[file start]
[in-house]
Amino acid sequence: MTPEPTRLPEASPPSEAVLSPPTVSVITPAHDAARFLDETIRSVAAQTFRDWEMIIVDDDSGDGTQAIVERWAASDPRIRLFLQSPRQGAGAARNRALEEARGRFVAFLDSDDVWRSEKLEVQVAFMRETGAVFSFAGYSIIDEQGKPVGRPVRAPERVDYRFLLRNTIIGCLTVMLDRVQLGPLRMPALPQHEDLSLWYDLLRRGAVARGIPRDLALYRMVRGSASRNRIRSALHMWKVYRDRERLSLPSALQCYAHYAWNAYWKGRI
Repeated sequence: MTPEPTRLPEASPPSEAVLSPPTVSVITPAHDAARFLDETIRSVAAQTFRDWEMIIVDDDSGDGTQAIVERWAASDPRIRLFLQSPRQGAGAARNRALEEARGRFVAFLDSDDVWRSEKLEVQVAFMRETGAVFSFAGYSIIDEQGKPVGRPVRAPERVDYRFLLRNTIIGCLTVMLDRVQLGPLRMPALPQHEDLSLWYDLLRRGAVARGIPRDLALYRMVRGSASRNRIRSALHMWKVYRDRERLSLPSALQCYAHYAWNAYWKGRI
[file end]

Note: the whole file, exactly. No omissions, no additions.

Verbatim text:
[in-house]
Amino acid sequence: MTPEPTRLPEASPPSEAVLSPPTVSVITPAHDAARFLDETIRSVAAQTFRDWEMIIVDDDSGDGTQAIVERWAASDPRIRLFLQSPRQGAGAARNRALEEARGRFVAFLDSDDVWRSEKLEVQVAFMRETGAVFSFAGYSIIDEQGKPVGRPVRAPERVDYRFLLRNTIIGCLTVMLDRVQLGPLRMPALPQHEDLSLWYDLLRRGAVARGIPRDLALYRMVRGSASRNRIRSALHMWKVYRDRERLSLPSALQCYAHYAWNAYWKGRI
Repeated sequence: MTPEPTRLPEASPPSEAVLSPPTVSVITPAHDAARFLDETIRSVAAQTFRDWEMIIVDDDSGDGTQAIVERWAASDPRIRLFLQSPRQGAGAARNRALEEARGRFVAFLDSDDVWRSEKLEVQVAFMRETGAVFSFAGYSIIDEQGKPVGRPVRAPERVDYRFLLRNTIIGCLTVMLDRVQLGPLRMPALPQHEDLSLWYDLLRRGAVARGIPRDLALYRMVRGSASRNRIRSALHMWKVYRDRERLSLPSALQCYAHYAWNAYWKGRI